'Patty's Party' draws a crowd

·4 min read

Aug. 5—More than 80 people turned out Thursday to honor the 70th birthday of a Lewiston woman who vanished in 1976, leaving behind two young daughters.

A brisk wind blew as the crowd carried signs along Main Street to let the community know Patricia Otto has not been forgotten, and progress has been made on the case. The walk lasted 24 minutes to reflect Otto's age when she disappeared.

Earlier in the day, Otto's surviving daughter, Suzanne Timms, of Walla Walla, spoke with Lewiston law enforcement, saying she was pleased by Capt. Jeff Klone's interest in helping solve the decades-old cold case.

"It went really well," Timms said of the meeting. "He took a lot of notes and was very encouraging."

Timms, along with an independent researcher and longtime friends, believe Otto was murdered and buried near Finley Creek, Ore., where the body of an unidentified "Jane Doe" was found by hunters in 1978.

"Not only did the Jane Doe match my 24-year-old mother's physical description, she was literally wearing the same red pants and white blouse my mom was wearing on the night she disappeared."

Oregon State Police are sending a forensic team to coordinate a dig at the Finley Creek gravesite, where two cadaver dogs alerted to the presence of human remains, Timms said. The Pendleton Crime Lab will be on site to process any evidence they recover.

Margaret Anderson, the mayor of Irrigon, Ore., went to school with Timms and her late sister, Natalie, at Culdesac. She made shirts for the event and sat in on the meeting at LPD.

Anderson said she reached out to help her old high school friend, who has been dealing with the state of Oregon, where she is an elected official and could offer assistance.

"I just want Suzanne to know her mom didn't leave her," Anderson said of her involvement. "Can you imagine growing up thinking your mom walked out on you? Everything in the Finley Creek Jane Doe case matches up. That's her. I really think we've found her."

Past Oregon authorities "messed up" when they closed the case, destroyed evidence and cremated the body, Anderson said.

"Now the state wants DNA, and that's what we're going to find," she said.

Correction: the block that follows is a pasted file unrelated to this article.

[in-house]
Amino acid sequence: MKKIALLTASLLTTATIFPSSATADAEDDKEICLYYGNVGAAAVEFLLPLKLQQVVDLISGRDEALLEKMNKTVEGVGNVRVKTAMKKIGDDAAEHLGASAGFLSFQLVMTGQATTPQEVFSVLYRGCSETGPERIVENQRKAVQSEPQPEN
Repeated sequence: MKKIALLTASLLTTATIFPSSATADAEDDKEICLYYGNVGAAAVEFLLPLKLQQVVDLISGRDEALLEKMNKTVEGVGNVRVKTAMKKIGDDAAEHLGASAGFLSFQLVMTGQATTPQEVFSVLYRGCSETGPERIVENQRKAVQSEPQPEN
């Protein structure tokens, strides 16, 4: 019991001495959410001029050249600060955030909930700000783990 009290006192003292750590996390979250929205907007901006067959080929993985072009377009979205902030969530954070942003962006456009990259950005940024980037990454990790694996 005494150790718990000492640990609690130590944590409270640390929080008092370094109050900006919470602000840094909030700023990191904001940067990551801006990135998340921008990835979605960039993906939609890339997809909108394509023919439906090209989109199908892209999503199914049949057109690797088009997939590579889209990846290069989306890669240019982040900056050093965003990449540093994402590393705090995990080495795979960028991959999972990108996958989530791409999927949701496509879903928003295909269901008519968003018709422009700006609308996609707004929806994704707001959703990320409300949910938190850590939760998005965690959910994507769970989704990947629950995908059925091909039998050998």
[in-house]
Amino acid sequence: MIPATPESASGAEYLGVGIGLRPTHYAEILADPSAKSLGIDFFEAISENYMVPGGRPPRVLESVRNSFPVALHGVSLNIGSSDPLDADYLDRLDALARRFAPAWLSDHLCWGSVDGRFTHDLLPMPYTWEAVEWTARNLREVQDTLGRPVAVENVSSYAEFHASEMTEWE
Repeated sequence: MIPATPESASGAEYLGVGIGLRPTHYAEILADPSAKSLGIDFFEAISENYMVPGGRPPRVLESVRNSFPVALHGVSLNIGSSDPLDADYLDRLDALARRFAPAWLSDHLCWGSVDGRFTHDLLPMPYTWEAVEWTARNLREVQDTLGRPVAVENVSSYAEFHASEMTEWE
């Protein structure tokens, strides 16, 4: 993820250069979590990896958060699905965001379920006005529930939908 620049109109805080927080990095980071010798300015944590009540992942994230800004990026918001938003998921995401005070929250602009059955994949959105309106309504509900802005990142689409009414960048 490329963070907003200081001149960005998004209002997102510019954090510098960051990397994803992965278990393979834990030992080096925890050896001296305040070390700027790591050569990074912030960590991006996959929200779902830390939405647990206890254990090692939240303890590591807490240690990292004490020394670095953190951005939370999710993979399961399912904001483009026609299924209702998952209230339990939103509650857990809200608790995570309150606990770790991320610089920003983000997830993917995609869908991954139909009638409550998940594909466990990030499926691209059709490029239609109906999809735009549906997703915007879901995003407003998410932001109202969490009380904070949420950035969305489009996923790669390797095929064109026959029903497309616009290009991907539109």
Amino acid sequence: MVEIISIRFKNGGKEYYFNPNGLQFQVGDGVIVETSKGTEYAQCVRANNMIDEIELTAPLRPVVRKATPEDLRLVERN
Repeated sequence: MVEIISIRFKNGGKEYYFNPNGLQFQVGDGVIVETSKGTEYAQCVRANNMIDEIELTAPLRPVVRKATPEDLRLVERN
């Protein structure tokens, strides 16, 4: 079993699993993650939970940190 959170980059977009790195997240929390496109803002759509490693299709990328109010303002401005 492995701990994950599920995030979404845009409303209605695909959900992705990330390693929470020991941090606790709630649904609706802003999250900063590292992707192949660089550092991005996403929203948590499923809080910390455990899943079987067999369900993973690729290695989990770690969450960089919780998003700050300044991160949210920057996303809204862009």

Molly Ott, of Craigmont, is one of Timms' closest friends. She helped distribute shirts and signs as the crowd gathered at the Nez Perce County Courthouse and passing cars honked in support.

"This has been a huge part of Suzanne's life," Ott said. "Now we're seeing some positive progress. To see this many people show up to support her today means the world to us."

Timms spoke to the supporters, thanking the unified front in their efforts to bring her mother home. "I needed you guys," she said. "In 1976, this community forgot Patty Otto existed."

A small article about her disappearance appeared in the Lewiston Tribune, but little — if any — coverage followed, she said. Two months later, all of the headlines and media attention were focused on her late father, Ralph Otto, who had hired a hit man to kill the chief of police.

Timms said she chose the Nez Perce County Courthouse as a starting point for the memorial walk for a reason. Her father was once in a jail cell in that building, "and should never have been released."

His conviction was overturned in 1981 because Idaho didn't have a law on the books saying hiring someone to pull the trigger was the equivalent of attempted murder. That has since changed.

Ralph Otto was never charged with his young wife's death, but belief in his guilt among law enforcement intensified after he hired the hit man to kill Duane Ailor, who was pushing hard to find evidence against him.

The missing woman's case went cold for years, but Timms has never given up hope for closure.

"My mother was silenced, but we are all Patty's voice now, and we are being heard," Timms said, drawing cheers from the group.

Melinda Jederberg, of La Grande, Ore., was introduced as the lead researcher in the Finley Creek Jane Doe Task Force. She is a private citizen with degrees in criminal justice and criminology who became interested in the possible Patty Otto connection about three years ago.

Otto had previously been ruled out, but dental records from the scene had not been accurately described by authorities, she said. "We believe Jane Doe and Patty Otto are the same person."

Timms said the discrepancy may have been caused by an error by the medical examiner who was looking at the skeletal remains of two Jane Does in 1978.

Anderson agrees with her theory. "They were looking at the wrong body," she said Thursday.

Timms, who was 3 years old when her mom disappeared, said she's looking forward to a time when she can finally say she no longer has a missing mother.

"I think we're getting closer to that day," she said. "I really appreciate everyone who is helping us get there."

Sandaine can be reached at kerris@lmtribune.com.